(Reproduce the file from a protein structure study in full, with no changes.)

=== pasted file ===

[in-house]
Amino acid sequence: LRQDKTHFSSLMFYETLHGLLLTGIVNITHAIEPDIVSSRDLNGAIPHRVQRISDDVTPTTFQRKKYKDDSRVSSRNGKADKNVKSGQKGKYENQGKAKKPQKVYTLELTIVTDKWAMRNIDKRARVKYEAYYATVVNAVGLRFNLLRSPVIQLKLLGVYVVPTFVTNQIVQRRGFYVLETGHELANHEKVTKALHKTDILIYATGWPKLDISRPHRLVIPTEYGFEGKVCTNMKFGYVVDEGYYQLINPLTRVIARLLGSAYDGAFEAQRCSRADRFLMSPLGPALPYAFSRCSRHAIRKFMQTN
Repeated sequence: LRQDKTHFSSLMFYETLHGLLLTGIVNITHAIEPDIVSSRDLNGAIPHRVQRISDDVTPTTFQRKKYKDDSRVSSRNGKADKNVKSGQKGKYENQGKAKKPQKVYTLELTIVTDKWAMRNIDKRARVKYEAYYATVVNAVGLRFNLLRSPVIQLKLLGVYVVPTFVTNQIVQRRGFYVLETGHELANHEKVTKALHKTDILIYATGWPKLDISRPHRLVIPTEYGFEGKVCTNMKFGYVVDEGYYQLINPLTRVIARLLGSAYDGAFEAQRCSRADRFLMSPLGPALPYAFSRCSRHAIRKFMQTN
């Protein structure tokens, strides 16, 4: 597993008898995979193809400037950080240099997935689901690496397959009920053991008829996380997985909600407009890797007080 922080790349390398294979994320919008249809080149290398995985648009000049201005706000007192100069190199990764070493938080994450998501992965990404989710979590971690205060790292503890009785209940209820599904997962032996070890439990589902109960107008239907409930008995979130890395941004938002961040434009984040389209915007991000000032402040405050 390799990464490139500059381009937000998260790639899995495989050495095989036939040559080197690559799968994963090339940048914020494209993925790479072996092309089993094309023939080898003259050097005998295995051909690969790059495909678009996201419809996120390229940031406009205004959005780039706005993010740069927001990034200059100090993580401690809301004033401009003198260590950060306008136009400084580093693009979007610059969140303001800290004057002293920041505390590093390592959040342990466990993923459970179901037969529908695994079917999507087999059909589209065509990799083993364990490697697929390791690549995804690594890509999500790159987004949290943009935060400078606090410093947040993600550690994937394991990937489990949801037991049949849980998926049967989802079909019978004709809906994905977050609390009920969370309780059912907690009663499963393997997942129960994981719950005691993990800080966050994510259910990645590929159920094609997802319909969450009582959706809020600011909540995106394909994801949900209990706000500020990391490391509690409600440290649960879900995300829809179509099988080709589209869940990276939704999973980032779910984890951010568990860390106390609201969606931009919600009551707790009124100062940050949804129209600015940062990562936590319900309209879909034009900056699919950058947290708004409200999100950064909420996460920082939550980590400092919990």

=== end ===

[in-house]
Amino acid sequence: LRQDKTHFSSLMFYETLHGLLLTGIVNITHAIEPDIVSSRDLNGAIPHRVQRISDDVTPTTFQRKKYKDDSRVSSRNGKADKNVKSGQKGKYENQGKAKKPQKVYTLELTIVTDKWAMRNIDKRARVKYEAYYATVVNAVGLRFNLLRSPVIQLKLLGVYVVPTFVTNQIVQRRGFYVLETGHELANHEKVTKALHKTDILIYATGWPKLDISRPHRLVIPTEYGFEGKVCTNMKFGYVVDEGYYQLINPLTRVIARLLGSAYDGAFEAQRCSRADRFLMSPLGPALPYAFSRCSRHAIRKFMQTN
Repeated sequence: LRQDKTHFSSLMFYETLHGLLLTGIVNITHAIEPDIVSSRDLNGAIPHRVQRISDDVTPTTFQRKKYKDDSRVSSRNGKADKNVKSGQKGKYENQGKAKKPQKVYTLELTIVTDKWAMRNIDKRARVKYEAYYATVVNAVGLRFNLLRSPVIQLKLLGVYVVPTFVTNQIVQRRGFYVLETGHELANHEKVTKALHKTDILIYATGWPKLDISRPHRLVIPTEYGFEGKVCTNMKFGYVVDEGYYQLINPLTRVIARLLGSAYDGAFEAQRCSRADRFLMSPLGPALPYAFSRCSRHAIRKFMQTN
């Protein structure tokens, strides 16, 4: 597993008898995979193809400037950080240099997935689901690496397959009920053991008829996380997985909600407009890797007080 922080790349390398294979994320919008249809080149290398995985648009000049201005706000007192100069190199990764070493938080994450998501992965990404989710979590971690205060790292503890009785209940209820599904997962032996070890439990589902109960107008239907409930008995979130890395941004938002961040434009984040389209915007991000000032402040405050 390799990464490139500059381009937000998260790639899995495989050495095989036939040559080197690559799968994963090339940048914020494209993925790479072996092309089993094309023939080898003259050097005998295995051909690969790059495909678009996201419809996120390229940031406009205004959005780039706005993010740069927001990034200059100090993580401690809301004033401009003198260590950060306008136009400084580093693009979007610059969140303001800290004057002293920041505390590093390592959040342990466990993923459970179901037969529908695994079917999507087999059909589209065509990799083993364990490697697929390791690549995804690594890509999500790159987004949290943009935060400078606090410093947040993600550690994937394991990937489990949801037991049949849980998926049967989802079909019978004709809906994905977050609390009920969370309780059912907690009663499963393997997942129960994981719950005691993990800080966050994510259910990645590929159920094609997802319909969450009582959706809020600011909540995106394909994801949900209990706000500020990391490391509690409600440290649960879900995300829809179509099988080709589209869940990276939704999973980032779910984890951010568990860390106390609201969606931009919600009551707790009124100062940050949804129209600015940062990562936590319900309209879909034009900056699919950058947290708004409200999100950064909420996460920082939550980590400092919990």